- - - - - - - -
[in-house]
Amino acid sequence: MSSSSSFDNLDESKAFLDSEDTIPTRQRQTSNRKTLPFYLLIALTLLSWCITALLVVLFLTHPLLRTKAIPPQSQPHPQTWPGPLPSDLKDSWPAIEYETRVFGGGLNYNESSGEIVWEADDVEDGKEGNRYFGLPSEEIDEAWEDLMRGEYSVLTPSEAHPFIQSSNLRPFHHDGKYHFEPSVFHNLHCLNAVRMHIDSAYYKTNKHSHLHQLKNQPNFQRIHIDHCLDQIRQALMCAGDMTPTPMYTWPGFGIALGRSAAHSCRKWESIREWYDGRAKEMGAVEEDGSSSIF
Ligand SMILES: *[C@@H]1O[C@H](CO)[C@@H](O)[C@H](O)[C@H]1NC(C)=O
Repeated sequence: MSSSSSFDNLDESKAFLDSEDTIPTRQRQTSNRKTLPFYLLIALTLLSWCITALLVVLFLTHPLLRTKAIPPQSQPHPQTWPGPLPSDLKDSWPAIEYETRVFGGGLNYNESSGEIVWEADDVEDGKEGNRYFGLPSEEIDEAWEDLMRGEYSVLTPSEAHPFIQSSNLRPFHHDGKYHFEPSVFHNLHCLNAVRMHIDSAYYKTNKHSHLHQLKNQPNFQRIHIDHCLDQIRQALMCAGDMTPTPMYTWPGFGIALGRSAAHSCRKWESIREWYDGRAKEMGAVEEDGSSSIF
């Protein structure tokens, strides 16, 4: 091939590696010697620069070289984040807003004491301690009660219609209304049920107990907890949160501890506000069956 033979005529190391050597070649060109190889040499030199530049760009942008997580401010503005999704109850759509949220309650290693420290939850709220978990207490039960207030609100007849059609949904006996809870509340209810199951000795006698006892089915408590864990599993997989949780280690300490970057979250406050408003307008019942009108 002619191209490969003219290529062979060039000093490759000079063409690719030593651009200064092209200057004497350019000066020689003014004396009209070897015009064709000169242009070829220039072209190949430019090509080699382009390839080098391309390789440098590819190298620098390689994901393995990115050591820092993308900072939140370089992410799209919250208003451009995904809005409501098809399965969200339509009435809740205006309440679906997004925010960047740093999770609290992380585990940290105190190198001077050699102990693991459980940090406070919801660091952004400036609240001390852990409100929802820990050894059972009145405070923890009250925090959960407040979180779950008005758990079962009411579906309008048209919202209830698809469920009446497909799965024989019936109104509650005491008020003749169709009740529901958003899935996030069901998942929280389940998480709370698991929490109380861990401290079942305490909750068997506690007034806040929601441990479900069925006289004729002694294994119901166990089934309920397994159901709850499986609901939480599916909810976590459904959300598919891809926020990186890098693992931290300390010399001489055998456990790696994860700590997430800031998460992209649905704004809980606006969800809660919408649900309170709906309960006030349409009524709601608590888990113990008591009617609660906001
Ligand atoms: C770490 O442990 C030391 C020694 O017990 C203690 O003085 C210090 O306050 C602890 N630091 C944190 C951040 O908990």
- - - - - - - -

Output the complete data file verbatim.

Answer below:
[in-house]
Amino acid sequence: MSSSSSFDNLDESKAFLDSEDTIPTRQRQTSNRKTLPFYLLIALTLLSWCITALLVVLFLTHPLLRTKAIPPQSQPHPQTWPGPLPSDLKDSWPAIEYETRVFGGGLNYNESSGEIVWEADDVEDGKEGNRYFGLPSEEIDEAWEDLMRGEYSVLTPSEAHPFIQSSNLRPFHHDGKYHFEPSVFHNLHCLNAVRMHIDSAYYKTNKHSHLHQLKNQPNFQRIHIDHCLDQIRQALMCAGDMTPTPMYTWPGFGIALGRSAAHSCRKWESIREWYDGRAKEMGAVEEDGSSSIF
Ligand SMILES: *[C@@H]1O[C@H](CO)[C@@H](O)[C@H](O)[C@H]1NC(C)=O
Repeated sequence: MSSSSSFDNLDESKAFLDSEDTIPTRQRQTSNRKTLPFYLLIALTLLSWCITALLVVLFLTHPLLRTKAIPPQSQPHPQTWPGPLPSDLKDSWPAIEYETRVFGGGLNYNESSGEIVWEADDVEDGKEGNRYFGLPSEEIDEAWEDLMRGEYSVLTPSEAHPFIQSSNLRPFHHDGKYHFEPSVFHNLHCLNAVRMHIDSAYYKTNKHSHLHQLKNQPNFQRIHIDHCLDQIRQALMCAGDMTPTPMYTWPGFGIALGRSAAHSCRKWESIREWYDGRAKEMGAVEEDGSSSIF
């Protein structure tokens, strides 16, 4: 091939590696010697620069070289984040807003004491301690009660219609209304049920107990907890949160501890506000069956 033979005529190391050597070649060109190889040499030199530049760009942008997580401010503005999704109850759509949220309650290693420290939850709220978990207490039960207030609100007849059609949904006996809870509340209810199951000795006698006892089915408590864990599993997989949780280690300490970057979250406050408003307008019942009108 002619191209490969003219290529062979060039000093490759000079063409690719030593651009200064092209200057004497350019000066020689003014004396009209070897015009064709000169242009070829220039072209190949430019090509080699382009390839080098391309390789440098590819190298620098390689994901393995990115050591820092993308900072939140370089992410799209919250208003451009995904809005409501098809399965969200339509009435809740205006309440679906997004925010960047740093999770609290992380585990940290105190190198001077050699102990693991459980940090406070919801660091952004400036609240001390852990409100929802820990050894059972009145405070923890009250925090959960407040979180779950008005758990079962009411579906309008048209919202209830698809469920009446497909799965024989019936109104509650005491008020003749169709009740529901958003899935996030069901998942929280389940998480709370698991929490109380861990401290079942305490909750068997506690007034806040929601441990479900069925006289004729002694294994119901166990089934309920397994159901709850499986609901939480599916909810976590459904959300598919891809926020990186890098693992931290300390010399001489055998456990790696994860700590997430800031998460992209649905704004809980606006969800809660919408649900309170709906309960006030349409009524709601608590888990113990008591009617609660906001
Ligand atoms: C770490 O442990 C030391 C020694 O017990 C203690 O003085 C210090 O306050 C602890 N630091 C944190 C951040 O908990």